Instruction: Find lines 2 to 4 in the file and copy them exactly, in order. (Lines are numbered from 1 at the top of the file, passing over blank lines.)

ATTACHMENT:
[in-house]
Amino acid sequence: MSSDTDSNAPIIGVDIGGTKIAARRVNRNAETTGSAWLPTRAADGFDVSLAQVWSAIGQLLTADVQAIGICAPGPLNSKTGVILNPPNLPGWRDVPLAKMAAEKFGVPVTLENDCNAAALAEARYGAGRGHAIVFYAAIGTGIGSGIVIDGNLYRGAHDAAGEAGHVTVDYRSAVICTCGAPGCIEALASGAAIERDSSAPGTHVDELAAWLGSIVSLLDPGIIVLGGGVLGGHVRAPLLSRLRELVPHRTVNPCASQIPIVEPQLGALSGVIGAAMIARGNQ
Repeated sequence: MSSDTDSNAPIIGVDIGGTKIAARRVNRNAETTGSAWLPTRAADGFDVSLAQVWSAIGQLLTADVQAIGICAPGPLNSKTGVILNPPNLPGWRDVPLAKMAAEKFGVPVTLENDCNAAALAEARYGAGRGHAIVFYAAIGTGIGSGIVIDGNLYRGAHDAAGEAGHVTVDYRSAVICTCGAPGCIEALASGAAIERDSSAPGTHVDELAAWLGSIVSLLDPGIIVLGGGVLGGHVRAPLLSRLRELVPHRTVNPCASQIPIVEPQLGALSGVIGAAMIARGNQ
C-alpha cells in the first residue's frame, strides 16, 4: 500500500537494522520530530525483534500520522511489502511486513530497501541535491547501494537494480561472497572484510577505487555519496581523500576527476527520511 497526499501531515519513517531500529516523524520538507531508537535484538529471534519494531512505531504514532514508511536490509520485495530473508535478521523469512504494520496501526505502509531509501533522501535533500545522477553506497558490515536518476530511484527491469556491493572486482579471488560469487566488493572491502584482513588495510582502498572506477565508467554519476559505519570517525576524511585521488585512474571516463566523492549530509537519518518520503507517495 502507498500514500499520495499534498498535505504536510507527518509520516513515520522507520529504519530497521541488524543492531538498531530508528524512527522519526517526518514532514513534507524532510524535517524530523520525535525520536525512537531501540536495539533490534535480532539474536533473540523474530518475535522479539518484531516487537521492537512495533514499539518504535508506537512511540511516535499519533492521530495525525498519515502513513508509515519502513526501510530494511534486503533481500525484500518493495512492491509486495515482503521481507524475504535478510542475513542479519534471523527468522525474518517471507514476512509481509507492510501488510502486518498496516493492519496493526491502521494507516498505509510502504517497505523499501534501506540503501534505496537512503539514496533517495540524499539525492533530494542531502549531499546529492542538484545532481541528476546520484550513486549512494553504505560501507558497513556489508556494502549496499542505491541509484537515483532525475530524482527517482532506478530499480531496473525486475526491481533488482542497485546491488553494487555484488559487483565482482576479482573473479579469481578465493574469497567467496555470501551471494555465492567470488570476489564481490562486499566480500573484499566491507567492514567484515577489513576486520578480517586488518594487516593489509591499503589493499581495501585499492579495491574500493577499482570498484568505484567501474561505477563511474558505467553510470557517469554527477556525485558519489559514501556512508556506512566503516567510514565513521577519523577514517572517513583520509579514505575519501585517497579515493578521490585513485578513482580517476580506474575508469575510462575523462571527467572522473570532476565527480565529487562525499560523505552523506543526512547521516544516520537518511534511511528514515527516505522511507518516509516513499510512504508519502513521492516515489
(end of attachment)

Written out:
Amino acid sequence: MSSDTDSNAPIIGVDIGGTKIAARRVNRNAETTGSAWLPTRAADGFDVSLAQVWSAIGQLLTADVQAIGICAPGPLNSKTGVILNPPNLPGWRDVPLAKMAAEKFGVPVTLENDCNAAALAEARYGAGRGHAIVFYAAIGTGIGSGIVIDGNLYRGAHDAAGEAGHVTVDYRSAVICTCGAPGCIEALASGAAIERDSSAPGTHVDELAAWLGSIVSLLDPGIIVLGGGVLGGHVRAPLLSRLRELVPHRTVNPCASQIPIVEPQLGALSGVIGAAMIARGNQ
Repeated sequence: MSSDTDSNAPIIGVDIGGTKIAARRVNRNAETTGSAWLPTRAADGFDVSLAQVWSAIGQLLTADVQAIGICAPGPLNSKTGVILNPPNLPGWRDVPLAKMAAEKFGVPVTLENDCNAAALAEARYGAGRGHAIVFYAAIGTGIGSGIVIDGNLYRGAHDAAGEAGHVTVDYRSAVICTCGAPGCIEALASGAAIERDSSAPGTHVDELAAWLGSIVSLLDPGIIVLGGGVLGGHVRAPLLSRLRELVPHRTVNPCASQIPIVEPQLGALSGVIGAAMIARGNQ
C-alpha cells in the first residue's frame, strides 16, 4: 500500500537494522520530530525483534500520522511489502511486513530497501541535491547501494537494480561472497572484510577505487555519496581523500576527476527520511 497526499501531515519513517531500529516523524520538507531508537535484538529471534519494531512505531504514532514508511536490509520485495530473508535478521523469512504494520496501526505502509531509501533522501535533500545522477553506497558490515536518476530511484527491469556491493572486482579471488560469487566488493572491502584482513588495510582502498572506477565508467554519476559505519570517525576524511585521488585512474571516463566523492549530509537519518518520503507517495 502507498500514500499520495499534498498535505504536510507527518509520516513515520522507520529504519530497521541488524543492531538498531530508528524512527522519526517526518514532514513534507524532510524535517524530523520525535525520536525512537531501540536495539533490534535480532539474536533473540523474530518475535522479539518484531516487537521492537512495533514499539518504535508506537512511540511516535499519533492521530495525525498519515502513513508509515519502513526501510530494511534486503533481500525484500518493495512492491509486495515482503521481507524475504535478510542475513542479519534471523527468522525474518517471507514476512509481509507492510501488510502486518498496516493492519496493526491502521494507516498505509510502504517497505523499501534501506540503501534505496537512503539514496533517495540524499539525492533530494542531502549531499546529492542538484545532481541528476546520484550513486549512494553504505560501507558497513556489508556494502549496499542505491541509484537515483532525475530524482527517482532506478530499480531496473525486475526491481533488482542497485546491488553494487555484488559487483565482482576479482573473479579469481578465493574469497567467496555470501551471494555465492567470488570476489564481490562486499566480500573484499566491507567492514567484515577489513576486520578480517586488518594487516593489509591499503589493499581495501585499492579495491574500493577499482570498484568505484567501474561505477563511474558505467553510470557517469554527477556525485558519489559514501556512508556506512566503516567510514565513521577519523577514517572517513583520509579514505575519501585517497579515493578521490585513485578513482580517476580506474575508469575510462575523462571527467572522473570532476565527480565529487562525499560523505552523506543526512547521516544516520537518511534511511528514515527516505522511507518516509516513499510512504508519502513521492516515489